On Thu, Feb 12, 2015 at 11:27 AM, Yathiraj Udupi (yudupi) 
yud...@cisco.commailto:yud...@cisco.com wrote:
Hi Tim,

Thanks for your response.  Excited too to extend the collaboration and ensure 
there is no need to duplicate effort in the open source community.
 My responses inline.

1)  Choice of LP solver.

I see solver-scheduler uses Pulp, which was on the Congress short list as well. 
 So we’re highly aligned on the choice of underlying solver.

YATHI - This makes me wonder why can’t we easily adapt the solver-scheduler to 
your needs, rather than duplicating the effort!


My primary goal is to build an architecture that makes it easy to integrate 
with domain-specific policy engines (like compute or networking).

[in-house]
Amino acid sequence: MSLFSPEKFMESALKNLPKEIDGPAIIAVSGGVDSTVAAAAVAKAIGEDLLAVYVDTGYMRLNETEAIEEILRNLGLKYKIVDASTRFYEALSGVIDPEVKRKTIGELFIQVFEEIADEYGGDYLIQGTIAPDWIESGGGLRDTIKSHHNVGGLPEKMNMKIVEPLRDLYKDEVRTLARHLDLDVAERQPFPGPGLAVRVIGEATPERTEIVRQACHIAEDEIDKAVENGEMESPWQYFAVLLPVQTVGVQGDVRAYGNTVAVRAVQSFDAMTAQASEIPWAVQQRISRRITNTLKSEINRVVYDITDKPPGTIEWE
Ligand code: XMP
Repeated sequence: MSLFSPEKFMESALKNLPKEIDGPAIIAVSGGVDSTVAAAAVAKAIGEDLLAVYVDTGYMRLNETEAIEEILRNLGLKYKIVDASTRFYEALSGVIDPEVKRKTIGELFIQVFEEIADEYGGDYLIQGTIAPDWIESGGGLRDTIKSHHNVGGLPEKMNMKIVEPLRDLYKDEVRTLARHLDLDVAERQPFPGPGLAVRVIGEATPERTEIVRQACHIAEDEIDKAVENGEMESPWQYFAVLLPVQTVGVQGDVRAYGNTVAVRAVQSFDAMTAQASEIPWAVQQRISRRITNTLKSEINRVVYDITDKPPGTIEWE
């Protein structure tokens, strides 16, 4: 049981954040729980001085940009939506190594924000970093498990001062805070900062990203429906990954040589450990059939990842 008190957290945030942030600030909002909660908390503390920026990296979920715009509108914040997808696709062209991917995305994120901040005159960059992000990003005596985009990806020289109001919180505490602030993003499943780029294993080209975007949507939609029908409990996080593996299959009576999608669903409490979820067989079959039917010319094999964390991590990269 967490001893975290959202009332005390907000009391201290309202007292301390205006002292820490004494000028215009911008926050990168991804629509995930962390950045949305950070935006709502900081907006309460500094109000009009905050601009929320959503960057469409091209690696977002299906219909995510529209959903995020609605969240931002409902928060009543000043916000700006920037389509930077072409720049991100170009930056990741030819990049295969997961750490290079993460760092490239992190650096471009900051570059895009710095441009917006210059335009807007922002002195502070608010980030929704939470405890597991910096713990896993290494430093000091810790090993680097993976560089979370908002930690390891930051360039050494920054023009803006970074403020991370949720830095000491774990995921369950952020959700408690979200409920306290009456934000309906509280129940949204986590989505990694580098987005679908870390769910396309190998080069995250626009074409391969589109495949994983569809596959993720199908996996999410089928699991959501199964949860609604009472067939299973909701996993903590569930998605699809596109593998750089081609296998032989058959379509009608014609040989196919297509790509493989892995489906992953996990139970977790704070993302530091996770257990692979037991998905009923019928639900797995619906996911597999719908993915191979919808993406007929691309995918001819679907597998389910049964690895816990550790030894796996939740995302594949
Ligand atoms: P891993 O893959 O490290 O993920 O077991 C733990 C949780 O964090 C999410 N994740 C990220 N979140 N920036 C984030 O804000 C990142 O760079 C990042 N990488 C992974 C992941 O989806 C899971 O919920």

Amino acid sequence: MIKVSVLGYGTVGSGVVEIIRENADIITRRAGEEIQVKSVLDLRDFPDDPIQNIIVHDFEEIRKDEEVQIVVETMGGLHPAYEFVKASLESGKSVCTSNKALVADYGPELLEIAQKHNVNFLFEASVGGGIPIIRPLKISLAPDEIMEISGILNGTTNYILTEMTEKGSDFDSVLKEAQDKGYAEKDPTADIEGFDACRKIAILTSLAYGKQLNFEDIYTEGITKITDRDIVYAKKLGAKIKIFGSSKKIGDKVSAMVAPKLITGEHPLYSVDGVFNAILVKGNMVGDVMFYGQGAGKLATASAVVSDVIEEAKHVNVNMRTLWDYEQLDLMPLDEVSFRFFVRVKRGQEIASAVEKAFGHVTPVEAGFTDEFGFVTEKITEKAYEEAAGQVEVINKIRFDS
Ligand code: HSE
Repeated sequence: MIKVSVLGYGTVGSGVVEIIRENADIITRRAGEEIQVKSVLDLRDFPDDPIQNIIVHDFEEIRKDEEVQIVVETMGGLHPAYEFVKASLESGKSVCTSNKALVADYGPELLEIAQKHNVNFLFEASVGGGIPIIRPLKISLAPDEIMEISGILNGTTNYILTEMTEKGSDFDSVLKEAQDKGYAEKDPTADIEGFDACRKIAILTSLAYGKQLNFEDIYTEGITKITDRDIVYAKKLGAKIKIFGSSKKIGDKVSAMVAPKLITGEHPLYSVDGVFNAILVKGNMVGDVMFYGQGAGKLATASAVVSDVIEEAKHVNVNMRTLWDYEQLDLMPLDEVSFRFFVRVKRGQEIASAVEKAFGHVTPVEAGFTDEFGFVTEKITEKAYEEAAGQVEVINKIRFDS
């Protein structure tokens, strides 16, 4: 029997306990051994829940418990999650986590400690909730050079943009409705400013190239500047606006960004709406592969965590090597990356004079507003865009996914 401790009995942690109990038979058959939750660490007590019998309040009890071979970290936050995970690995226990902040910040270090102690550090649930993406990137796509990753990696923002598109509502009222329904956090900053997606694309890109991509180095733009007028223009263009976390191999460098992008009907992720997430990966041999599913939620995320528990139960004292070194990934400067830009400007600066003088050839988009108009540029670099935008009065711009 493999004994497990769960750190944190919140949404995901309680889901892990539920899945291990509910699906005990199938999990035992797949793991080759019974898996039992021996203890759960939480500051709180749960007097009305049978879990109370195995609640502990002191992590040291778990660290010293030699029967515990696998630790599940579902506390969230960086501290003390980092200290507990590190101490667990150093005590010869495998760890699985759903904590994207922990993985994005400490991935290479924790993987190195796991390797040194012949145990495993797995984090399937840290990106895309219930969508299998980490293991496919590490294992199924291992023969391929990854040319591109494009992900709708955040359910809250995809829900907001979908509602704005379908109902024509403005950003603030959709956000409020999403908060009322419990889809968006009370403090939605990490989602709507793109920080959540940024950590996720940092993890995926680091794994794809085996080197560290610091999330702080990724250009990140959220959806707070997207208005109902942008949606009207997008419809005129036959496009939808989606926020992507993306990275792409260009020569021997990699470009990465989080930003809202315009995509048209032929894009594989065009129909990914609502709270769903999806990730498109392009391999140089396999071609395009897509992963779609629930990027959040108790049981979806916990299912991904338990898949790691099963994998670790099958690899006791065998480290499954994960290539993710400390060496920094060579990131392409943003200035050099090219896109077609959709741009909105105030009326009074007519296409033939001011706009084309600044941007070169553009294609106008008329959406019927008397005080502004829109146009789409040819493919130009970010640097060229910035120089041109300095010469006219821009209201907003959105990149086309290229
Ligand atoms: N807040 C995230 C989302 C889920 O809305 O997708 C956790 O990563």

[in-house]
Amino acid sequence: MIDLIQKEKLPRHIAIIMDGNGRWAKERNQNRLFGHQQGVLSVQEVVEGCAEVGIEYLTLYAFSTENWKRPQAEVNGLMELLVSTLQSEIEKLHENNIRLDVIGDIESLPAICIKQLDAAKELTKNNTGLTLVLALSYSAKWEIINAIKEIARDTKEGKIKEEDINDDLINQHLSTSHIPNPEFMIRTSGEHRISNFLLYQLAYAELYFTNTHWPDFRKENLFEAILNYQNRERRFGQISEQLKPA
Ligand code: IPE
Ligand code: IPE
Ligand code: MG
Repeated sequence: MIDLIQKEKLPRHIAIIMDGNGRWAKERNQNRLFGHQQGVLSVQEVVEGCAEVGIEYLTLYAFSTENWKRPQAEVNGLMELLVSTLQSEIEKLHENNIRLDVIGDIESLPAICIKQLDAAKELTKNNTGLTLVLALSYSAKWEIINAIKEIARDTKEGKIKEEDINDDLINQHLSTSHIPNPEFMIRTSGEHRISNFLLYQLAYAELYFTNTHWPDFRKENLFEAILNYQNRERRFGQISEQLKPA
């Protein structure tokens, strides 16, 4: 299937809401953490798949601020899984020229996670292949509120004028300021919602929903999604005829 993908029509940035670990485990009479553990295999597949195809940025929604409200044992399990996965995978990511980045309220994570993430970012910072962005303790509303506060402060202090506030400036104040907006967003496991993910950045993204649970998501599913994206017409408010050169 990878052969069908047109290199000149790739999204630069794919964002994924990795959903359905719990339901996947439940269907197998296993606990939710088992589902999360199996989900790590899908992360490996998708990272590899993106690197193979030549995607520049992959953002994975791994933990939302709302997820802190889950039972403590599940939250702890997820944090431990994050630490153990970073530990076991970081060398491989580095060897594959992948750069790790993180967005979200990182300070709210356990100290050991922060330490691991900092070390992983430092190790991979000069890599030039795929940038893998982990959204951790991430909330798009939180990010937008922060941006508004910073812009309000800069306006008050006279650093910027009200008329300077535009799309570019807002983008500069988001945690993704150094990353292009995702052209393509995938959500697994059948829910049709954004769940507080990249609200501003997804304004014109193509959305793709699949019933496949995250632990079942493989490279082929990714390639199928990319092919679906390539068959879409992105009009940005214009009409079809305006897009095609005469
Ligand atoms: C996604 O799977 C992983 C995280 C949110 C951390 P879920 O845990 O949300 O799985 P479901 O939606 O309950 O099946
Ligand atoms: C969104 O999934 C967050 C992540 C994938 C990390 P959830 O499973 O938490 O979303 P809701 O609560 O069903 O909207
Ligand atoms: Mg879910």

What I’m also hearing is that people are interested in building *new* 
domain-specific policy engines within the Congress framework and/or expanding 
the functionality of the Congress policy engine itself to include optimization 
technology.  In both cases, we would need a library for solving optimization 
problems.  Oliver (CC’ed) has proposed adding such a library to Congress.  
Solver-scheduler already has such a library, so it would be great if we could 
all brainstorm about how to make optimization technology easy to use for people 
writing domain-specific policy engines, without reinventing the wheel.

https://blueprints.launchpad.net/congress/+spec/rule-x


2) User control over VM-placement.


To choose the criteria for VM-placement, the solver-scheduler user picks from a